5. When we had come to the end of those days, we departed and went on our way; and they all accompanied us, with wives and children, till we were out of the city. And we knelt down on the shore and prayed.
Paul and his companions come to the end of their week-long stay in Tyre. They depart from the city and go down to the sea, where their ship awaits them. The brothers with whom they have enjoyed this week of fellowship accompany (propempo) them, along with their wives and their children. On the shore, they all kneel down together and pray. This is a touching scene, and shows the love and care for God’s apostle that these believers of Tyre had. Even though it does not seem that it was through Paul’s ministry that these people had come to a knowledge of the Lord Jesus Christ and faith in Him, still they loved this great apostle, and had grown close to him even through the short amount of time he had been able to spend with them. Their hearts are revealed by this, and the fact that they truly do love and care for those whom God has sent.
6. When we had taken our leave of one another, we boarded the ship, and they returned home.
So the time for parting is complete. They take their leave of one another, with the apostles boarding the ship, and the believers of Tyre returning to their homes.
7. And when we had finished our voyage from Tyre, we came to Ptolemais, greeted the brethren, and stayed with them one day.
Their journey takes them from Tyre to Ptolemais, which means “Warlike.” It was named after Ptolemy Lathyrus, who captured the city about 150 years before this and rebuilt and beautified it. This was another port city of Phoenicia, but down the coast south of Tyre, and so in the direction of Jerusalem.
As in Tyre, Paul and his companions find fellow believers in Ptolemais. Indeed, we can see how the word of the Lord had spread greatly throughout this region, and it is unlikely that there was a city left where Jews dwelt that did not have some believers in Jesus Christ in it at this point. They greet these brethren, and stay with them. However, this time their stay is only for one day, as they must continue to hurry onward towards Jerusalem to keep the timetable the Lord has laid out for His apostle.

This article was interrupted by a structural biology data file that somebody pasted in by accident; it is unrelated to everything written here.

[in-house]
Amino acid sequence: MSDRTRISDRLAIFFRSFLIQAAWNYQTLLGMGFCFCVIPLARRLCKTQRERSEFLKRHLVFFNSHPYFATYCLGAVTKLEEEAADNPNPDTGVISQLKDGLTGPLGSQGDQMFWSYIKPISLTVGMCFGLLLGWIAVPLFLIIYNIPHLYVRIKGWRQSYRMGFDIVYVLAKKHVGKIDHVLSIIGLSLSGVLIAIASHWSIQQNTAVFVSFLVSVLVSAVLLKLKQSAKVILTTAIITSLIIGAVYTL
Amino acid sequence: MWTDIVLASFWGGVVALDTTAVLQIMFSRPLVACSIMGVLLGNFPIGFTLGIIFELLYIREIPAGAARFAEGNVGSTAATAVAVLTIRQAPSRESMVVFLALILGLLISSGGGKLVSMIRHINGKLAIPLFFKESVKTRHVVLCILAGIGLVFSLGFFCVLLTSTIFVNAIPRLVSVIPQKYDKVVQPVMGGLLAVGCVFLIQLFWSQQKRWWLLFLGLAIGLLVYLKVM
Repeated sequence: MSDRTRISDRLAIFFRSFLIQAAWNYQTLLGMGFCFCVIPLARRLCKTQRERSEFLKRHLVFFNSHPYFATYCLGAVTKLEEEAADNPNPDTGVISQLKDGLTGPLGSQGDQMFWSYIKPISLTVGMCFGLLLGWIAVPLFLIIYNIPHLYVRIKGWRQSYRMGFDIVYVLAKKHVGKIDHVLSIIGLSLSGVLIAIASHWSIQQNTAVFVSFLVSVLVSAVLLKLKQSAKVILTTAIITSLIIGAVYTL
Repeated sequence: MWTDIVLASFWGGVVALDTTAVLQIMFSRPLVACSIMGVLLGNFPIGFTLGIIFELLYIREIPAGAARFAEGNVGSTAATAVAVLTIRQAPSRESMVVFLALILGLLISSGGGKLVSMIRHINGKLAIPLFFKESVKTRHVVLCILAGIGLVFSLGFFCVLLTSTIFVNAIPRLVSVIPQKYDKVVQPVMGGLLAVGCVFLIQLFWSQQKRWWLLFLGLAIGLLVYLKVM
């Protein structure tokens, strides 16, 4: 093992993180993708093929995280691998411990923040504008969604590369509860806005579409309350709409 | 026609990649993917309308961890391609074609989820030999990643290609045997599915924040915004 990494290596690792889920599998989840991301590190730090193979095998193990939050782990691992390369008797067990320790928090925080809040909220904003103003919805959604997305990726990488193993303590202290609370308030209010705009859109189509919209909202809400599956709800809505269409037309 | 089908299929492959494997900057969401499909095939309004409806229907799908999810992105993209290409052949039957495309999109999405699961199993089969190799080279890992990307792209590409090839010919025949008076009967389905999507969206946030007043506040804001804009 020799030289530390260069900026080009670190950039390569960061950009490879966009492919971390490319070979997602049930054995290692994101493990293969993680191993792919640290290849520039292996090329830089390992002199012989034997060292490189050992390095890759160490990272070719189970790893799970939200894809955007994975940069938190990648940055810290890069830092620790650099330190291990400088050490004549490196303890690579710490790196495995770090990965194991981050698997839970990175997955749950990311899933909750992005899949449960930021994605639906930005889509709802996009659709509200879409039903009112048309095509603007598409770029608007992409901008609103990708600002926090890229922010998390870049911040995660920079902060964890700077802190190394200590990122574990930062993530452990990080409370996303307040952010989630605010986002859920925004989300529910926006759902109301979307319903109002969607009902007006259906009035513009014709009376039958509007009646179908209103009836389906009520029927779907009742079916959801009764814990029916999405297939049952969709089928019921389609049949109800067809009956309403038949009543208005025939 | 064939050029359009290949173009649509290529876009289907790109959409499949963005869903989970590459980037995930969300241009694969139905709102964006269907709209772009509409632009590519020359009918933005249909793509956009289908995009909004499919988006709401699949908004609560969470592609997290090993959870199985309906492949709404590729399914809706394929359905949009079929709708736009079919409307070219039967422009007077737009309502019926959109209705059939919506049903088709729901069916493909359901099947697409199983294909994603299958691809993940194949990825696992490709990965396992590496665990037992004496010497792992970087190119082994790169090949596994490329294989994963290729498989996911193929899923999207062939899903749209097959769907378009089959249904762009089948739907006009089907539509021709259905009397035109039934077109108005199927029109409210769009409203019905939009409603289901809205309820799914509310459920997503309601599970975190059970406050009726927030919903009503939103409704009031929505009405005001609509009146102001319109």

8. On the next day we who were Paul’s companions departed and came to Caesarea, and entered the house of Philip the evangelist, who was one of the seven, and stayed with him.
The following day Paul’s companions depart from Ptolemais. How they departed, by sea or by land, we are not told. However, they proceed south down the coast of the Mediterranean to Caesarea. This was about sixty miles from their starting point of Tyre, following the coast road. Caesarea was in Israel, but the name means “Severed,” and it was indeed severed from the rest of the land in that most of the inhabitants of the city were Greeks, either of the Gentile or the Jewish variety. It was another port town, and was named in honor of Caesar Augustus, although as I’ve already said this name was particularly appropriate.
Now we have the strange fact that it is said that “Paul’s companions” departed the next day, rather than saying that Paul and his company did so. Why it says this is uncertain. It may be that Paul remained behind in Ptolemais for a while, and joined his companions some time later. Since Luke tells us in verse 10 that they stayed there “many days,” it could be that during this time Paul traveled there and joined them, for he certainly was there in verse 11. However, Luke gives us no hint of such a thing in the narrative, so we can only guess that this is what he means.